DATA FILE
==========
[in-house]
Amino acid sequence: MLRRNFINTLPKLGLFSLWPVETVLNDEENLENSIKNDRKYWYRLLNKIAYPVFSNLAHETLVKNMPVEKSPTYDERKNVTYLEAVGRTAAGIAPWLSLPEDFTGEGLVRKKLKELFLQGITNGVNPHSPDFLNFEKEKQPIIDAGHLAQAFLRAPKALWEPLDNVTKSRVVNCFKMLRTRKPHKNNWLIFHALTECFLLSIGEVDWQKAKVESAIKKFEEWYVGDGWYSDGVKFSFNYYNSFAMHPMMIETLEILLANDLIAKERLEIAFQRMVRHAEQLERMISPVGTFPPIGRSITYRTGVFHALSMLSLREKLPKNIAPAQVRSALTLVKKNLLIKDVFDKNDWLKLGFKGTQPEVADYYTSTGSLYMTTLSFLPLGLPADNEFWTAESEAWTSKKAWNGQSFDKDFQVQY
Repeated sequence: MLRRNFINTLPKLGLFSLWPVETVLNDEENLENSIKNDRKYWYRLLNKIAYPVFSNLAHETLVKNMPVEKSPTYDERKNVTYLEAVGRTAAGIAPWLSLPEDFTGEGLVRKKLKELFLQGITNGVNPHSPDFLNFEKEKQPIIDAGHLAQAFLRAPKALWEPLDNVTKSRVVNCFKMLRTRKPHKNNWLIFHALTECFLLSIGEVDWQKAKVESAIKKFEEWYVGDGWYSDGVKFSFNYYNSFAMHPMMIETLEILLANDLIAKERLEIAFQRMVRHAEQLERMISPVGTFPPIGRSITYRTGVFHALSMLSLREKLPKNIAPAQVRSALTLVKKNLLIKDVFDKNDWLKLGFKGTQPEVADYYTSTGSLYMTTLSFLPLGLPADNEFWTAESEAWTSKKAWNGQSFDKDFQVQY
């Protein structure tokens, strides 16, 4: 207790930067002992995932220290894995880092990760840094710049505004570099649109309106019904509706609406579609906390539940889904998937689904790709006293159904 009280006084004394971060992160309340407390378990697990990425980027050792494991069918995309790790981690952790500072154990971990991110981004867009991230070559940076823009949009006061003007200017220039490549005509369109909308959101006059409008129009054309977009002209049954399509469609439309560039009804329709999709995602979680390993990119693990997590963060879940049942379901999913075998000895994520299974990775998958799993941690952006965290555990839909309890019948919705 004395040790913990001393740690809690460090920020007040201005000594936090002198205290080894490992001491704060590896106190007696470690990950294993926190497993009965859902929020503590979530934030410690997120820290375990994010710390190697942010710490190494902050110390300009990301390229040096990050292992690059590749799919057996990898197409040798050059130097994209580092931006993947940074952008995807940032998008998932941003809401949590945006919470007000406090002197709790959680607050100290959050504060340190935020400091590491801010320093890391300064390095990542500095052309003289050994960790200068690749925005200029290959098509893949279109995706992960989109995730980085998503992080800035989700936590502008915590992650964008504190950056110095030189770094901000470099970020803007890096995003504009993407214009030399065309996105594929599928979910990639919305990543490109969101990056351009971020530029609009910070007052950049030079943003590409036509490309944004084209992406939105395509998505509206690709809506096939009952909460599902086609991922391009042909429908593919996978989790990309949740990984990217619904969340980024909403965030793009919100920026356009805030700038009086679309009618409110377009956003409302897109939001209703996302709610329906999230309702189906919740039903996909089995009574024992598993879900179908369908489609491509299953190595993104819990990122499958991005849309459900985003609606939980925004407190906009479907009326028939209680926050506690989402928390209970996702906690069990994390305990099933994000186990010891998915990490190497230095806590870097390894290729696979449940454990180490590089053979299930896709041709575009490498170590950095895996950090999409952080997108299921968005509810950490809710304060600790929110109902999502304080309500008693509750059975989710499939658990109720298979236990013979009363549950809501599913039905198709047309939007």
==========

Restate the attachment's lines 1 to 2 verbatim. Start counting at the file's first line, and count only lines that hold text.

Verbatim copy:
[in-house]
Amino acid sequence: MLRRNFINTLPKLGLFSLWPVETVLNDEENLENSIKNDRKYWYRLLNKIAYPVFSNLAHETLVKNMPVEKSPTYDERKNVTYLEAVGRTAAGIAPWLSLPEDFTGEGLVRKKLKELFLQGITNGVNPHSPDFLNFEKEKQPIIDAGHLAQAFLRAPKALWEPLDNVTKSRVVNCFKMLRTRKPHKNNWLIFHALTECFLLSIGEVDWQKAKVESAIKKFEEWYVGDGWYSDGVKFSFNYYNSFAMHPMMIETLEILLANDLIAKERLEIAFQRMVRHAEQLERMISPVGTFPPIGRSITYRTGVFHALSMLSLREKLPKNIAPAQVRSALTLVKKNLLIKDVFDKNDWLKLGFKGTQPEVADYYTSTGSLYMTTLSFLPLGLPADNEFWTAESEAWTSKKAWNGQSFDKDFQVQY